24. If you do hire movers, be sure to read the fine print and find out if they have any weird rules. (They may not carry bags, or large items like a piano.)

25. If you’re renting, take photos of your cleaned-out old home and your new home before moving in. (It will help you document any damage that may have been there before)

26. Fill the nail holes in your previous home with a bar of soap. (Toothpaste also works)

27. If you’re doing a cross-country move and you don’t need your stuff immediately, consider shipping via Greyhound.

28. Change your address at least two weeks prior to moving.

29. If you own items that you want to get rid of but are too valuable to just give away, start selling on eBay, Etsy, or Craigslist at least 6 weeks before moving.(Or have a garage sale)

30. Arrange for a charity organization to come pick up the items you don’t want at least a week or two before moving.

31. Make your last grocery trip two weeks prior to moving. (Last thing you want is throwing out food cause you didn’t have time to eat it. Eat all the perishables first (milk, eggs, cheese, meat)

32. For same-city moves, hire a sitter for the children and pets.

33. Remember to defrost your refrigerator at least a day before moving and wipe up any liquid.

Grade: Cost: Time:
A+ Free Ongoing
Level of Difficulty:
Easy
What I Would Change:
N/A
Overall Impression:
I loved this list. It made moving so much easier. The #1 thing I took away from it was packing the clothes. That was a breeze! I was exhausted after the move and the last thing you want to do is have to put all your clothes away. Using saran wrap on my liquids (shampoo, shower gel, dishsoap) was also a great idea. Overall this list gives you a very complete guide on how to simplify your move in process. I took advantage of most of these tips and got most of my unpacking done in a day.

Think Before You Eat

We have a big event coming up next month for work. When I say big, I mean big. (Think tens of thousands of people getting together). That means long hours and extremely high stress. That also means stress eating. I’m trying to stay healthy and in shape for a wedding I’ll be in but it’s hard. I love food.

To quit back the snacking I’ve printed out this “Think before you eat” guide.

Think before you eat guide. What I like about this: it breaks it down to how much work you really need to burn calories. Sure you could easily burn 242 calories if you do a light run but are you really going to do 88 minutes of crunches to work it off? Didn’t think so.

That mentality is what I was banking on when I printed it off. I wrote next to the times how long it takes in minutes. 2 hours and 2 minutes of running to burn off a chicken burrito is a lot more frightening than 122 minutes. Something about adding to that “hour” makes it worse.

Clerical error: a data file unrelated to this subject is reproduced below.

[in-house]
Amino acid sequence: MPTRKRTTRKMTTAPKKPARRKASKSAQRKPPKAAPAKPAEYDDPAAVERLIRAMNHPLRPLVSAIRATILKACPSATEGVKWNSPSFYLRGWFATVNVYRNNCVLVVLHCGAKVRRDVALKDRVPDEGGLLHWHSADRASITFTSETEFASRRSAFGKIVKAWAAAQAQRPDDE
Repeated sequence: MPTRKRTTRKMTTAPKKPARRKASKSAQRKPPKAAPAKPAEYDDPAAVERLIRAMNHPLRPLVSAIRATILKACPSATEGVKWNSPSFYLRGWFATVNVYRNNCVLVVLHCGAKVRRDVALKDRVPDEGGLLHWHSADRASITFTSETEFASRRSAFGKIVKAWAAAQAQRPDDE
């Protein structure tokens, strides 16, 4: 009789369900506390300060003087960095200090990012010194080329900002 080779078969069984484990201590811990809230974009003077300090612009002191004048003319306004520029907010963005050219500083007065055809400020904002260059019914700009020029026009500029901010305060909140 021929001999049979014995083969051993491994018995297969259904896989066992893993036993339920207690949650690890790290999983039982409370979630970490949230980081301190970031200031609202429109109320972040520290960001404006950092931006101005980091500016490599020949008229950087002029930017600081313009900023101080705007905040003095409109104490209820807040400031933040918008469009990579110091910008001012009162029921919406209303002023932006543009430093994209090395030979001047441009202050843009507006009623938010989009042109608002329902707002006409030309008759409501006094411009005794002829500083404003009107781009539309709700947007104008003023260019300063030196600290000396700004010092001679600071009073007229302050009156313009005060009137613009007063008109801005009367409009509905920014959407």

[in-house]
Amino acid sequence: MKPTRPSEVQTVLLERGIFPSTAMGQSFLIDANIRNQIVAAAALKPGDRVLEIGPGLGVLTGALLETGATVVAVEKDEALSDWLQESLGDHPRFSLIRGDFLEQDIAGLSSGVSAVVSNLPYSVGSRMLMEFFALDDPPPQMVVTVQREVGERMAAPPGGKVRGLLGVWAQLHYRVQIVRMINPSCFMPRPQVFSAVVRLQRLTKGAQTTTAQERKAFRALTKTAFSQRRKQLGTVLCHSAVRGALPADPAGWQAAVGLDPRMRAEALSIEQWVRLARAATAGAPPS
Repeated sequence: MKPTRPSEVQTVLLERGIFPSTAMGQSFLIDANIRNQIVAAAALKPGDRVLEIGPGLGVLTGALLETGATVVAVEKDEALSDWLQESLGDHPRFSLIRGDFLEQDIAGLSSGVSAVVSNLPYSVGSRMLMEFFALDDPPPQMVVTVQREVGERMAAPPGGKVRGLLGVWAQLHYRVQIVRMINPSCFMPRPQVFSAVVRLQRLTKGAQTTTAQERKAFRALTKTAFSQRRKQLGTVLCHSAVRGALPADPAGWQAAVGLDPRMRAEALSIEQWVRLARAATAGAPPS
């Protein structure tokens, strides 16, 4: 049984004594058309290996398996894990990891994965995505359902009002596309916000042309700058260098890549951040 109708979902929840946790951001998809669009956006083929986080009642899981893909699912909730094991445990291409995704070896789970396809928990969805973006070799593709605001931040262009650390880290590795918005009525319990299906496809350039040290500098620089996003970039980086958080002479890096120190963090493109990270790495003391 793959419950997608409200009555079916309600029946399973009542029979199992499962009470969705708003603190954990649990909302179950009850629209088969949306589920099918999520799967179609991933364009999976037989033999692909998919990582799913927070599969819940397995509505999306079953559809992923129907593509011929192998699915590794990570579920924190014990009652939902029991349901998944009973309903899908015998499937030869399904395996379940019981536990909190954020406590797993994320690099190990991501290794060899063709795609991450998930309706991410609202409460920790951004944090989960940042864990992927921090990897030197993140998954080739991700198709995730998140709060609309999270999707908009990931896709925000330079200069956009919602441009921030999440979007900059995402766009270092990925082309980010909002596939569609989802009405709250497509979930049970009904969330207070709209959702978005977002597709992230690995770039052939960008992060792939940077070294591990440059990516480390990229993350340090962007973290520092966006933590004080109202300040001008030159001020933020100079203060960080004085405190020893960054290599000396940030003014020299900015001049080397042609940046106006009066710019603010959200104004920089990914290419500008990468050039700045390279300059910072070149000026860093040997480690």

Things I didn’t like: It’s not really realistic. Who is going to do 72 minutes of jumping rope to burn off a milkshake. If you want to burn it off you are going to run.

My intention of this was to trick myself to not snacking. It wasn’t for the actual numbers of what will burn what. It’s a general idea with a lot of foods I like (pepperoni pizza? ugh. I want it now).

So far this has been great. I put the list to my left so when I’m swinging around towards my lunchbox I see it and opt against snacking. Most days its really helped. Other days it’s helped me choose a healthier option. Instead of that sprinkled donut I wanted I’ll get a piece of toast with peanut butter or nutella. Side note: I just tried Nutella for the first time about a week ago. Now I understand the obsession with it. I want MORE.

My custom printout:
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Grade: Cost: Time:
B+ Free 5 minutes to break it down into hours if you want.
Level of Difficulty:
Easy
What I Would Change:
Nothing I really can change. I like it for what it is and what I’ve purposed it as.
Overall Impression:
Nice list. It’s been up for about 2 weeks now and has been pretty successful. I’ve had some cheat days in there. Overall it’s nice to put things into perspective.

Apartment Hunting Checklist

You may have noticed my posts have been lacking lately… that’s because…. I’m looking for an apartment! Yes! So, prepare for a score of moving, packing, and general apartment tips coming. That is hoping I find a place.

I’ve been looking for awhile. Months actually. I never realized how hard it actually is to find the right place or the hidden costs associated with apartment ownership. Being a first time renter I had a pretty naive idea of what I wanted. Requirements were: Closer to work and had to have a washer dryer in unit. You may be thinking “that’s it? What about apartment size, parking, a pool, central air, utilities included?” Laugh at me all you want, I had no idea what I was getting into.

Ok, I might have had some. My boyfriend has been renting a place for awhile. I saw through his experience some other things I did and didn’t want.

#1 parking is VERY important.

#2 it’s better to be on an upper floor. Ground floors = more bugs. (Waterbugs?? NO THANK YOU!!)

#3 Windows that work. Are they easy to break in to? Are there holes in the screen?

#4 noise around the apartment. You don’t realize how annoying a train is until you’re trying to watch a movie with the windows open during rush hour. Just forget it.

#5. KITCHEN! Galley kitchens are terrible…. If you like to cook (like I do) then you need space (specifically counter and cabinet space.